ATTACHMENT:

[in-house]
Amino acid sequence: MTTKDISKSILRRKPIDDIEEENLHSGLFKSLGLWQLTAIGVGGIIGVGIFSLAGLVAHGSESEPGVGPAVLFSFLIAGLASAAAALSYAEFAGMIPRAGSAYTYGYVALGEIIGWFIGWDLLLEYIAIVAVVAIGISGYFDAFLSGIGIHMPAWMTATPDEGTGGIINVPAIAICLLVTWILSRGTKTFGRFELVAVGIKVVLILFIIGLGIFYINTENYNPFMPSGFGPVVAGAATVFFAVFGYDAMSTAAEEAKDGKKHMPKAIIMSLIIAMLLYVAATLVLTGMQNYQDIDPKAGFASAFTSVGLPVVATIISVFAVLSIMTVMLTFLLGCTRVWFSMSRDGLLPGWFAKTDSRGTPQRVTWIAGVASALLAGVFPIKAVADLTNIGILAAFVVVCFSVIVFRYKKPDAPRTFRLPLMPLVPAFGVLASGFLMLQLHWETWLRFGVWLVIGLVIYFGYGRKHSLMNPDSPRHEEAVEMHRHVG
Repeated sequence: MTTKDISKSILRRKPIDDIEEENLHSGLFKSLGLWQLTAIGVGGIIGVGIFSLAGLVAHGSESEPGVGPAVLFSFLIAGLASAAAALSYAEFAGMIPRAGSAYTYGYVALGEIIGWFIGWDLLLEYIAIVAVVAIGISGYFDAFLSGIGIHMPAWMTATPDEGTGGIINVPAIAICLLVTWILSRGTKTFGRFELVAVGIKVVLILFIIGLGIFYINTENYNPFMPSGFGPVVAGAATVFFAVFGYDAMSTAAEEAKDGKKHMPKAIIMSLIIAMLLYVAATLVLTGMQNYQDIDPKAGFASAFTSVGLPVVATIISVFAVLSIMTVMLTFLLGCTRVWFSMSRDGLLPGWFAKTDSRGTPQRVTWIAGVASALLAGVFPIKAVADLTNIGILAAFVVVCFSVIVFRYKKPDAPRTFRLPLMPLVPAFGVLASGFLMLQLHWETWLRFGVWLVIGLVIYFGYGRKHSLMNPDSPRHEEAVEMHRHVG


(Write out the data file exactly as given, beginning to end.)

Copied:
[in-house]
Amino acid sequence: MTTKDISKSILRRKPIDDIEEENLHSGLFKSLGLWQLTAIGVGGIIGVGIFSLAGLVAHGSESEPGVGPAVLFSFLIAGLASAAAALSYAEFAGMIPRAGSAYTYGYVALGEIIGWFIGWDLLLEYIAIVAVVAIGISGYFDAFLSGIGIHMPAWMTATPDEGTGGIINVPAIAICLLVTWILSRGTKTFGRFELVAVGIKVVLILFIIGLGIFYINTENYNPFMPSGFGPVVAGAATVFFAVFGYDAMSTAAEEAKDGKKHMPKAIIMSLIIAMLLYVAATLVLTGMQNYQDIDPKAGFASAFTSVGLPVVATIISVFAVLSIMTVMLTFLLGCTRVWFSMSRDGLLPGWFAKTDSRGTPQRVTWIAGVASALLAGVFPIKAVADLTNIGILAAFVVVCFSVIVFRYKKPDAPRTFRLPLMPLVPAFGVLASGFLMLQLHWETWLRFGVWLVIGLVIYFGYGRKHSLMNPDSPRHEEAVEMHRHVG
Repeated sequence: MTTKDISKSILRRKPIDDIEEENLHSGLFKSLGLWQLTAIGVGGIIGVGIFSLAGLVAHGSESEPGVGPAVLFSFLIAGLASAAAALSYAEFAGMIPRAGSAYTYGYVALGEIIGWFIGWDLLLEYIAIVAVVAIGISGYFDAFLSGIGIHMPAWMTATPDEGTGGIINVPAIAICLLVTWILSRGTKTFGRFELVAVGIKVVLILFIIGLGIFYINTENYNPFMPSGFGPVVAGAATVFFAVFGYDAMSTAAEEAKDGKKHMPKAIIMSLIIAMLLYVAATLVLTGMQNYQDIDPKAGFASAFTSVGLPVVATIISVFAVLSIMTVMLTFLLGCTRVWFSMSRDGLLPGWFAKTDSRGTPQRVTWIAGVASALLAGVFPIKAVADLTNIGILAAFVVVCFSVIVFRYKKPDAPRTFRLPLMPLVPAFGVLASGFLMLQLHWETWLRFGVWLVIGLVIYFGYGRKHSLMNPDSPRHEEAVEMHRHVG